Developed in the 1990s in response to homelessness, the Continuum of Care (CoC) Program “created local quasi-governmental entities in metropolitan areas that can apply for HUD funding and administer local homelessness programs.” The program is mostly managed by state and local governments, which distribute federal funding directly to CoC organizations that administer contracts to local shelters, housing programs, and service providers. The program distributed $2.65 billion for 6,597 local homeless housing and service programs across the U.S. and territories in FY2021. See grants for your state here.
Affordable housing extends beyond grant programs and vouchers to renters. In response to critics, HUD previously focused on leveraging private sector partnerships and encouraging more private investment in affordable housing. Some private nonprofit organizations are approved by HUD to participate in certain HUD programs in public-private partnerships.
Challenges and Areas for Reform
Housing prices are related to the cost of construction and the balance between supply and demand. Housing affordability is a qualitative measure reflecting the relationship between household incomes and housing prices. Affordability, labeled as “the greatest housing problem today,” stems from higher prices than incomes can afford. When prices are high, “the market is sending a message that housing is scarce and more is needed.”
The federal government’s main solutions include subsidies that lower cost burdens (such as rental assistance programs) and building more affordable housing units. Today, government housing policies prioritize subsidies. See Table 16 on page 39 of this Congressional Research Service report to see the increase in rental assistance and decrease in building housing, especially since 1990.
Rental assistance relies on contracts between building owners and HUD for affordable housing. When a contract expires, owners can charge market-rate rents, potentially making the units unaffordable for low-income families. Since more federal resources go towards subsidies than building new affordable units, “affordable housing preservation” is a major concern.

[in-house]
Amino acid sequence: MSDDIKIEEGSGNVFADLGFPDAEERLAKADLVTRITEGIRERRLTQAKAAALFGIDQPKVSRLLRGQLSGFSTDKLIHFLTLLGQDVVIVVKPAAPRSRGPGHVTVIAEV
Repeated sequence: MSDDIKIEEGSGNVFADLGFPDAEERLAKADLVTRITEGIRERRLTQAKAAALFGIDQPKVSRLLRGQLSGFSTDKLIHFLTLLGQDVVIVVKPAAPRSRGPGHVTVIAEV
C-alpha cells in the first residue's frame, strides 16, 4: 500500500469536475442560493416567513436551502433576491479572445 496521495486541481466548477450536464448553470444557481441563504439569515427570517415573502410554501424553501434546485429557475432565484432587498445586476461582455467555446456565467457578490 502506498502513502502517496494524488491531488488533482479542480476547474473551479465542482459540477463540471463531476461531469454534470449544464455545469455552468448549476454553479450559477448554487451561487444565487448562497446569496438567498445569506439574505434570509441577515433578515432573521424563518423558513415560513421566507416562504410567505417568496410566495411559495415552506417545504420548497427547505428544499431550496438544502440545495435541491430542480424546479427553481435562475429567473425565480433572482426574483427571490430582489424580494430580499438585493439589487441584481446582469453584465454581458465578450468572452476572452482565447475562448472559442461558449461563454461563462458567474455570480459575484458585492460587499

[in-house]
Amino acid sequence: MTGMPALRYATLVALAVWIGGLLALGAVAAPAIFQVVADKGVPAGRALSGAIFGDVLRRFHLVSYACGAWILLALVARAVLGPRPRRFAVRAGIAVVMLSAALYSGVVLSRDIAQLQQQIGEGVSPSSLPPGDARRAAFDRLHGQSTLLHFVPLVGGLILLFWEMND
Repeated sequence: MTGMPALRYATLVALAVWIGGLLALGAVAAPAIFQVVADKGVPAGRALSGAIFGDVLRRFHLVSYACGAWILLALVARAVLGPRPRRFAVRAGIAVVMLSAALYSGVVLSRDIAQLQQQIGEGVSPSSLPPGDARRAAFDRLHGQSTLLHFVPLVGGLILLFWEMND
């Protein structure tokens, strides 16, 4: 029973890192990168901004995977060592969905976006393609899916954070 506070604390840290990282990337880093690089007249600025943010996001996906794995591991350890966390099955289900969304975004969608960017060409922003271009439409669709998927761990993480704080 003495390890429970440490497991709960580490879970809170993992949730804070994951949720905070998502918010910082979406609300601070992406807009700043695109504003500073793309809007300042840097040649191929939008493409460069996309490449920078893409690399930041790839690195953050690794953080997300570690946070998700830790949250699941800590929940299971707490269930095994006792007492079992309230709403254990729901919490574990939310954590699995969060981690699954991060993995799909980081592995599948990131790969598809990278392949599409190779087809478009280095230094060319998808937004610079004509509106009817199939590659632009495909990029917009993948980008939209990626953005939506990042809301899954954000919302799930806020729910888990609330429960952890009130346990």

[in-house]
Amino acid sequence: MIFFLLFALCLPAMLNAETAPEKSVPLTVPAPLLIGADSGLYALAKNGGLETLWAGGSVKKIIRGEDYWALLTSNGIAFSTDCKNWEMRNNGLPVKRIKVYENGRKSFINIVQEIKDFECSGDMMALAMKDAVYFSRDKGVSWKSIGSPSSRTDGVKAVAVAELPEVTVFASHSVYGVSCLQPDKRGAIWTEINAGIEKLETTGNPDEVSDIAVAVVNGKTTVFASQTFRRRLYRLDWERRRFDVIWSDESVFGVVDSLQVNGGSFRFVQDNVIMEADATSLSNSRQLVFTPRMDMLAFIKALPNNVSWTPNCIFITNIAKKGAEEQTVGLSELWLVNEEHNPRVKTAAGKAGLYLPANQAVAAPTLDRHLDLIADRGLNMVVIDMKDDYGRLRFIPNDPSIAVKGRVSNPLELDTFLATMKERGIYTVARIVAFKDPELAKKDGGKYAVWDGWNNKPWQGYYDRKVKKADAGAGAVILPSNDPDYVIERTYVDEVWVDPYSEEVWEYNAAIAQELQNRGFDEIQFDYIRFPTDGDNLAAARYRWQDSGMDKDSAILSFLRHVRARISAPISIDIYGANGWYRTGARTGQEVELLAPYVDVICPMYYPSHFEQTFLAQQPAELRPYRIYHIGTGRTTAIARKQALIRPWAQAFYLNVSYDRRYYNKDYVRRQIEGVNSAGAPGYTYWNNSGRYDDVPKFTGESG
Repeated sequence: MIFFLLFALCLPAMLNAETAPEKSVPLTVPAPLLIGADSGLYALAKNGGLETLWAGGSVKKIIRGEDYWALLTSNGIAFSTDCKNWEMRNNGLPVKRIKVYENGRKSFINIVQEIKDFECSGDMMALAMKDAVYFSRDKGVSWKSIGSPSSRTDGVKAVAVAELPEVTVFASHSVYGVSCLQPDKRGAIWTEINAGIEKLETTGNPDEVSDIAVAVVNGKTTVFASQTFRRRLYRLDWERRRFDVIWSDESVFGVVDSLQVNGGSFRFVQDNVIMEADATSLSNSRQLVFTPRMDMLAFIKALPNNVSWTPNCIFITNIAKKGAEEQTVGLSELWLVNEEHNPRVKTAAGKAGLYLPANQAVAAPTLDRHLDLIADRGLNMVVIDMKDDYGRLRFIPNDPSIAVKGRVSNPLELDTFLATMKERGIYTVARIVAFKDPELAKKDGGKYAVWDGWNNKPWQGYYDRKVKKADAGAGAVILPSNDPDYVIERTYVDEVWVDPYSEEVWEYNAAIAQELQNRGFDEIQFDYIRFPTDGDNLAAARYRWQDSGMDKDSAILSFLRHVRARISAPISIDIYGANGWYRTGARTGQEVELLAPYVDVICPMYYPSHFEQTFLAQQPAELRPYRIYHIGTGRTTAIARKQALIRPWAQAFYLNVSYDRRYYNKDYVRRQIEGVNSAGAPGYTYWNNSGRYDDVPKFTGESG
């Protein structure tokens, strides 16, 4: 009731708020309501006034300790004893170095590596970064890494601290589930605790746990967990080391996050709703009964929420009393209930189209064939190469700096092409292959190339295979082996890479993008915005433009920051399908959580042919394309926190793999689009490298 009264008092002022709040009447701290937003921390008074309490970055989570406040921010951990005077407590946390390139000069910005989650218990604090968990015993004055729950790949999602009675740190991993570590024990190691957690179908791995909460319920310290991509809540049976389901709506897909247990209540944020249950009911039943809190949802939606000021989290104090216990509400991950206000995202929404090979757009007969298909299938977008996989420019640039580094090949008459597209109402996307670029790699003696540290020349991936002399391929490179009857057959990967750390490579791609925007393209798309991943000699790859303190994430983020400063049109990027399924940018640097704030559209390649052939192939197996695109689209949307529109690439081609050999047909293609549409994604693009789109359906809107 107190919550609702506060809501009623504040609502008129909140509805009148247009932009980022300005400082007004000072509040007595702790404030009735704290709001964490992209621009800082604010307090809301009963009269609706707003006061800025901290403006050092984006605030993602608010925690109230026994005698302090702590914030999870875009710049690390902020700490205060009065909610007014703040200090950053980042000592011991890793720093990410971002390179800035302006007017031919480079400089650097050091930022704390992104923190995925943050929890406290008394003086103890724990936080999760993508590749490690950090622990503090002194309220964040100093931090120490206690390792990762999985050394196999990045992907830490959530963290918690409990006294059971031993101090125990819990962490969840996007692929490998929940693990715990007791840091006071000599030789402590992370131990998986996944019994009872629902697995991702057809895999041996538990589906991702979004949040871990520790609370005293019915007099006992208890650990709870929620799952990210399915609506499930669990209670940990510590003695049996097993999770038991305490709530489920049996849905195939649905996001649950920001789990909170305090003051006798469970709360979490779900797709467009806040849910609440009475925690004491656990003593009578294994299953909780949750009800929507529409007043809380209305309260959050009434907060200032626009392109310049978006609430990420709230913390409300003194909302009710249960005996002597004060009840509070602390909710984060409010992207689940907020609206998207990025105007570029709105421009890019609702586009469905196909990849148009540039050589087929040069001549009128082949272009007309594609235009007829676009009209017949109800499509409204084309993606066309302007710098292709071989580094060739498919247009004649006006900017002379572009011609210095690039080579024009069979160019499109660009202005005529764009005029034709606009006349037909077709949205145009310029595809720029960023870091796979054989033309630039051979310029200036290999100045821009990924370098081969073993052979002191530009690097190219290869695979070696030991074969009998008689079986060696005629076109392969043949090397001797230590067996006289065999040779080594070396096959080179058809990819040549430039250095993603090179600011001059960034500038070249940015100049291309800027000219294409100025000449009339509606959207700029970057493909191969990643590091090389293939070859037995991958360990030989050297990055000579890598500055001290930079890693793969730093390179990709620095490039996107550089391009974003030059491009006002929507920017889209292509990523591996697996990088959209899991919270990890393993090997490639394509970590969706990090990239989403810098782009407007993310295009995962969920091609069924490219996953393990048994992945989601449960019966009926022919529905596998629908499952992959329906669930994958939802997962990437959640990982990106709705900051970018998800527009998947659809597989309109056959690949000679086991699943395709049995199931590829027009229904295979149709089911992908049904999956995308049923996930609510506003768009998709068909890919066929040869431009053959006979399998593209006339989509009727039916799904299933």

Additionally, “some landlords want to charge more than what the government thinks a particular unit is worth after checking it out.” According to Eva Rosen, assistant professor at Georgetown University, “landlords are often reluctant to get involved with the voucher program and in many places can simply refuse to rent to voucher holders.”
Some estimates indicate as many as 30% of families nationwide cannot use government vouchers. There are fifteen states and a few dozen cities with laws preventing this kind of discrimination. Still, landlords find loopholes, such as charging a higher rent than the government wants to pay or intentionally failing inspection reports.
Other suggestions include expanding the National Housing Trust Fund, which “provides grants to states to support the development and preservation of housing for households” with very or extremely low incomes. Grants are funded through fees on government-sponsored enterprise mortgages (from Fannie Mae and Freddie Mac), which amounted to $323 million in 2020. Advocates point to the self-funding mechanism and add that states have the flexibility to use the funds for several types of affordable housing expenses from preservations and rehabilitation to support services. Critics point out that the program is similar to many others, and that most housing programs are redundant and duplicative of each other.
Location is another important component, as individual municipalities make decisions related to land use and housing provision. For example, more than 10% of units within the city of Chicago are devoted to affordable housing, while fewer than 5% of units are in the city’s suburbs.
Demand for affordable housing and the cost of construction vary across the nation. In San Francisco, building affordable housing can cost three times as much as in Texas or Illinois due to the price of land and labor. The average construction costs are 13% higher than in New York, 60% higher than in Chicago, and 75% higher than in Houston. Many argue that California’s housing market is vastly over-regulated due to government fees and permits; a single affordable housing project often requires financing from an average of six different sources at the federal, state, and local levels.